Coinbase-backed Rain exchange in the Middle East lays off employees amid digital currency sell-off

Rain Financial Inc., a Bahrain-based digital backed by Coinbase Ventures, has laid off dozens of its employees. Rain, described as one of the biggest digital currency exchanges in the Middle East, says the layoffs were necessitated by the market downturn. 

Bloomberg reports that the firm has already conveyed the layoff to the employees concerned, citing persons close to the matter who did not want to be identified. The ax reached several departments, it said. 

In a statement, co-founder and CEO Joseph Dallago confirmed the layoffs, calling it a tough decision. He said: 

“As cryptocurrencies and global markets continue to slow down, this has, in turn, impacted businesses across the globe. We have had to make tough decisions to be able to navigate through this period of uncertainty and we can confirm we have downsized our Rain workforce.”

An estimate by Crunchbase put the firm’s headcount at between 251 to 500. Rain said it was looking to increase its workforce to 800 and expand its business in Africa and the MENA region in its last funding round back in January.

The trend of staff layoffs has been prevalent among digital currency firms in this market cycle. Gemini, the exchange founded by the Winklevoss twins, also recently announced that it would lay off 10% of its personnel globally. Incidentally, the U.S. Commodity Futures Trading Commission (CFTC) recently filed a lawsuit against Gemini accusing the exchange of lying about its BTC futures products back in 2017, stating that Gemini misled the regulator when it launched once of the first futures products in the digital assets market.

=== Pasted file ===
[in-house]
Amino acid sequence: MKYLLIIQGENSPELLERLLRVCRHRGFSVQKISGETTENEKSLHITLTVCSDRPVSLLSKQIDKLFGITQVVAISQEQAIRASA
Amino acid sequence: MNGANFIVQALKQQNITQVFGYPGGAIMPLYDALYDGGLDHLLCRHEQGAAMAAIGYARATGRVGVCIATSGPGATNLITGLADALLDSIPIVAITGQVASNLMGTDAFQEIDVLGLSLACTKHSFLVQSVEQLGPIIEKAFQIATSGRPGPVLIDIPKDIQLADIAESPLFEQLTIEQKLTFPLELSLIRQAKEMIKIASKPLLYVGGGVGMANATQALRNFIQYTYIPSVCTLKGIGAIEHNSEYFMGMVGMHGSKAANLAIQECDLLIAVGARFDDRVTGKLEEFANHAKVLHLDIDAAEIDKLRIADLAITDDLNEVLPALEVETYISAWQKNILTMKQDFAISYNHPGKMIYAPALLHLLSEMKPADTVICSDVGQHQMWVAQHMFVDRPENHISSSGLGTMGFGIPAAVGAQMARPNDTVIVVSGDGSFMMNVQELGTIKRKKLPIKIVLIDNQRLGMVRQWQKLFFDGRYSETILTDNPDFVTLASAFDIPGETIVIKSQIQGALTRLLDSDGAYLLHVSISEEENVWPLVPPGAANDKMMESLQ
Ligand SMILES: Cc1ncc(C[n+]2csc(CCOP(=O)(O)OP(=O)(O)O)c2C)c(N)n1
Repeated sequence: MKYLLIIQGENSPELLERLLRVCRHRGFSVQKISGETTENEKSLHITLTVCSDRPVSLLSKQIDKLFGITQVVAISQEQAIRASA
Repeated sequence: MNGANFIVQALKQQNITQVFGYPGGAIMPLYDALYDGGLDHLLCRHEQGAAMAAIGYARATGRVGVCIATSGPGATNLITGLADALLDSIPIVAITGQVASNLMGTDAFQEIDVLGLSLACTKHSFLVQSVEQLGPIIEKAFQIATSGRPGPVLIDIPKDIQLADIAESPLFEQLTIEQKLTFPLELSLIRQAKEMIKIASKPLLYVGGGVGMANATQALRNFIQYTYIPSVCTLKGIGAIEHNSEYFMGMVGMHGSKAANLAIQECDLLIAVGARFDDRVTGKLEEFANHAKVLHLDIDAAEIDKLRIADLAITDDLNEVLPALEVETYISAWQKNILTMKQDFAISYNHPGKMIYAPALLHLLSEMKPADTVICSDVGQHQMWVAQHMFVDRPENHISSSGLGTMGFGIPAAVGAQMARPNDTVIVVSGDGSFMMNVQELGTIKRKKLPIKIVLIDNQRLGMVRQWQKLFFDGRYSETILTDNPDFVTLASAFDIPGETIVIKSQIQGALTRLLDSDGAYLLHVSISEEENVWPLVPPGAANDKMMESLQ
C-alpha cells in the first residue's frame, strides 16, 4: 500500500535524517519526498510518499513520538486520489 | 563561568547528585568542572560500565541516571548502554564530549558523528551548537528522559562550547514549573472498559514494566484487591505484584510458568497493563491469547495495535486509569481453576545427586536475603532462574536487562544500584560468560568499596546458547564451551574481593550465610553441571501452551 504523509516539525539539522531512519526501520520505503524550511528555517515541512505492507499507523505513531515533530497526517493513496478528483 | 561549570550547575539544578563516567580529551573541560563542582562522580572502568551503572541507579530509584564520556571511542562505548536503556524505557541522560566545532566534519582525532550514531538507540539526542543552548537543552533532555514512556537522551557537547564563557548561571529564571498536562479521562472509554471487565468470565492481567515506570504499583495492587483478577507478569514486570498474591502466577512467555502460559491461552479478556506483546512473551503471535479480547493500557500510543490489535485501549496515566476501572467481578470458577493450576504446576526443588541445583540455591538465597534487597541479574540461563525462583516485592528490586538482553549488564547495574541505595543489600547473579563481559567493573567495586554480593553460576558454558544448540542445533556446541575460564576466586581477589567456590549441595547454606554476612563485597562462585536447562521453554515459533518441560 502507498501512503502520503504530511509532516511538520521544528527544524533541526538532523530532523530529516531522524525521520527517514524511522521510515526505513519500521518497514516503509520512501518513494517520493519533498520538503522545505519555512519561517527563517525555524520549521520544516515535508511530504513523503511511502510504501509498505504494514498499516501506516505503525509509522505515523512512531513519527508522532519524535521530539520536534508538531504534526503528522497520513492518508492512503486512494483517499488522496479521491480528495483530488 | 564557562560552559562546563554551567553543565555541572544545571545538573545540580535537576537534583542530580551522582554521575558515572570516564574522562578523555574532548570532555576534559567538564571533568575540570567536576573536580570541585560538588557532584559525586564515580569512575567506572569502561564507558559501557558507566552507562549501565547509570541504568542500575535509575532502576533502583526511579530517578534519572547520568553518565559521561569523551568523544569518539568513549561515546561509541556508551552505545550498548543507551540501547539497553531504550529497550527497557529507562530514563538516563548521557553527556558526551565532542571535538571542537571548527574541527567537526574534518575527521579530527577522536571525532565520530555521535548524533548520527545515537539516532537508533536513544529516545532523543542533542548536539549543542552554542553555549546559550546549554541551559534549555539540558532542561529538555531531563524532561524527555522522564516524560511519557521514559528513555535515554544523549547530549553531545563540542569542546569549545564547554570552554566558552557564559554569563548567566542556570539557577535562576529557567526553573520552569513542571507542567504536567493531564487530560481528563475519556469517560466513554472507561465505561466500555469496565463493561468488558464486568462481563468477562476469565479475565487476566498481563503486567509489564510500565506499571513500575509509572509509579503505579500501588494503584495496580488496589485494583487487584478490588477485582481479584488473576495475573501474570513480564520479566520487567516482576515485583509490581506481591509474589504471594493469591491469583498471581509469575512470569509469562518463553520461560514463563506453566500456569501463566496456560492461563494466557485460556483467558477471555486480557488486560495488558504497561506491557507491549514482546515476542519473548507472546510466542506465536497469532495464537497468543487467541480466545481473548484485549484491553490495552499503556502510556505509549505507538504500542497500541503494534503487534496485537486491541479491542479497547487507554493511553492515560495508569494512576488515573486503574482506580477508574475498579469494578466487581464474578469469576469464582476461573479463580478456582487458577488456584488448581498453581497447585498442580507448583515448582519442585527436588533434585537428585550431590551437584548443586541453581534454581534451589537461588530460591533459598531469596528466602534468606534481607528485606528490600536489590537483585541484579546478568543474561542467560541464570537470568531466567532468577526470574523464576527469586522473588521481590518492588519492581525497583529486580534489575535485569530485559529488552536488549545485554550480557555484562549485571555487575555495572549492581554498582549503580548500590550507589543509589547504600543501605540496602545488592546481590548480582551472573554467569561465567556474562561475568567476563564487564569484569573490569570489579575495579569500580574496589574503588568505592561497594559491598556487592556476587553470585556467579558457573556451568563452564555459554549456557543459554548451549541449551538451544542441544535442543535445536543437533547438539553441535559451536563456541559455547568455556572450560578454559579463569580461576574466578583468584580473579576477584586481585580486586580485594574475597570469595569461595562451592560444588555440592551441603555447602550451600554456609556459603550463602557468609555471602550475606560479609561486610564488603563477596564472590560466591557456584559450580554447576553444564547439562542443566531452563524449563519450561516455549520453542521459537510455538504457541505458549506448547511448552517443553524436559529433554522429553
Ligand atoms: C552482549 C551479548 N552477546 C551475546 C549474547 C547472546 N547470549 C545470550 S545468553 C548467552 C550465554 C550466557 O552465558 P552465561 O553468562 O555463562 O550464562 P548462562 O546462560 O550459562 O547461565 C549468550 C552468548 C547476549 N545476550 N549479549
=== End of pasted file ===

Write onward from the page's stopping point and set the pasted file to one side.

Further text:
Similarly, Robinhood (NASDAQ: HOOD) announced back in April that it would lay off around 6% of its employees. In Robinhood’s case, the firm maintained that the layoffs were to make it leaner after a period of rapid expansion in 2021. 

Digital currency market outlook still bleak

Many factors have contributed to the digital currency market downturn including the conflict between Russia and Ukraine, inflation concerns, and the crash of Terra’s algorithmic stablecoin, Terra USD (UST). 

At present, the digital currency market capitalization stands at around $1.22 trillion per data from CoinMarketCap, a far cry from the more than $3 trillion it reached at its peak last year. The market is not showing any signs of turning around as the conditions that brought the downturn continue to linger. 

Regardless, digital currency firms have remained optimistic about the market in the long term and are unmoved. Coinbase (NASDAQ: COIN) reported losses of $430 million in its Q1 earnings report. While blaming the dismal performance on “irrationally pessimistic customers” it maintained that its financials remained rock solid.

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